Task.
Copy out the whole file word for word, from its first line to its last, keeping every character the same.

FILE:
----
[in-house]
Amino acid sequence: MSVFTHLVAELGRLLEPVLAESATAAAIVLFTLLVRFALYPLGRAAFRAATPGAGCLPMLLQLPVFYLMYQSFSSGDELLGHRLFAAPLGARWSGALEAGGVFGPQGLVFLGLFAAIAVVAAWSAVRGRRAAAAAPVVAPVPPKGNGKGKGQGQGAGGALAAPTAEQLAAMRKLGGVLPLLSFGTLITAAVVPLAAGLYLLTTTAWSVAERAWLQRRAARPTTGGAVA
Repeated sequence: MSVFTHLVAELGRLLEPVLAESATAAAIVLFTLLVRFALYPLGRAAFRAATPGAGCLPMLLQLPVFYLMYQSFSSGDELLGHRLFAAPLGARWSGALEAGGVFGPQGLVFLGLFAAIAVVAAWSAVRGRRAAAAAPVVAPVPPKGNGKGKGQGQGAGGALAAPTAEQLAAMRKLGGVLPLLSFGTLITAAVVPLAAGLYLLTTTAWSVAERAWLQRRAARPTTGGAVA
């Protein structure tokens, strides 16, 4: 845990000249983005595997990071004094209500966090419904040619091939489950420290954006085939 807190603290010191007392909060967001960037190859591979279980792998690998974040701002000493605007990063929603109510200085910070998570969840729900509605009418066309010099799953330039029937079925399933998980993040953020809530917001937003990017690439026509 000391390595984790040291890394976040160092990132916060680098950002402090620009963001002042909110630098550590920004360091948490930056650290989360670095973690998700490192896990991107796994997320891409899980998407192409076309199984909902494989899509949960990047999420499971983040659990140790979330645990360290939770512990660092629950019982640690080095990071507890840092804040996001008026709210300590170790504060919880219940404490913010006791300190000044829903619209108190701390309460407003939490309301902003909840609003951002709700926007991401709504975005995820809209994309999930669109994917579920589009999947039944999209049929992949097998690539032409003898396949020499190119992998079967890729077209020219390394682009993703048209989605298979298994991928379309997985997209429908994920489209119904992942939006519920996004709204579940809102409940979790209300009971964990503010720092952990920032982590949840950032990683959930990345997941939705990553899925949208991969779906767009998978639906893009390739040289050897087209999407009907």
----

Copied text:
[in-house]
Amino acid sequence: MSVFTHLVAELGRLLEPVLAESATAAAIVLFTLLVRFALYPLGRAAFRAATPGAGCLPMLLQLPVFYLMYQSFSSGDELLGHRLFAAPLGARWSGALEAGGVFGPQGLVFLGLFAAIAVVAAWSAVRGRRAAAAAPVVAPVPPKGNGKGKGQGQGAGGALAAPTAEQLAAMRKLGGVLPLLSFGTLITAAVVPLAAGLYLLTTTAWSVAERAWLQRRAARPTTGGAVA
Repeated sequence: MSVFTHLVAELGRLLEPVLAESATAAAIVLFTLLVRFALYPLGRAAFRAATPGAGCLPMLLQLPVFYLMYQSFSSGDELLGHRLFAAPLGARWSGALEAGGVFGPQGLVFLGLFAAIAVVAAWSAVRGRRAAAAAPVVAPVPPKGNGKGKGQGQGAGGALAAPTAEQLAAMRKLGGVLPLLSFGTLITAAVVPLAAGLYLLTTTAWSVAERAWLQRRAARPTTGGAVA
């Protein structure tokens, strides 16, 4: 845990000249983005595997990071004094209500966090419904040619091939489950420290954006085939 807190603290010191007392909060967001960037190859591979279980792998690998974040701002000493605007990063929603109510200085910070998570969840729900509605009418066309010099799953330039029937079925399933998980993040953020809530917001937003990017690439026509 000391390595984790040291890394976040160092990132916060680098950002402090620009963001002042909110630098550590920004360091948490930056650290989360670095973690998700490192896990991107796994997320891409899980998407192409076309199984909902494989899509949960990047999420499971983040659990140790979330645990360290939770512990660092629950019982640690080095990071507890840092804040996001008026709210300590170790504060919880219940404490913010006791300190000044829903619209108190701390309460407003939490309301902003909840609003951002709700926007991401709504975005995820809209994309999930669109994917579920589009999947039944999209049929992949097998690539032409003898396949020499190119992998079967890729077209020219390394682009993703048209989605298979298994991928379309997985997209429908994920489209119904992942939006519920996004709204579940809102409940979790209300009971964990503010720092952990920032982590949840950032990683959930990345997941939705990553899925949208991969779906767009998978639906893009390739040289050897087209999407009907």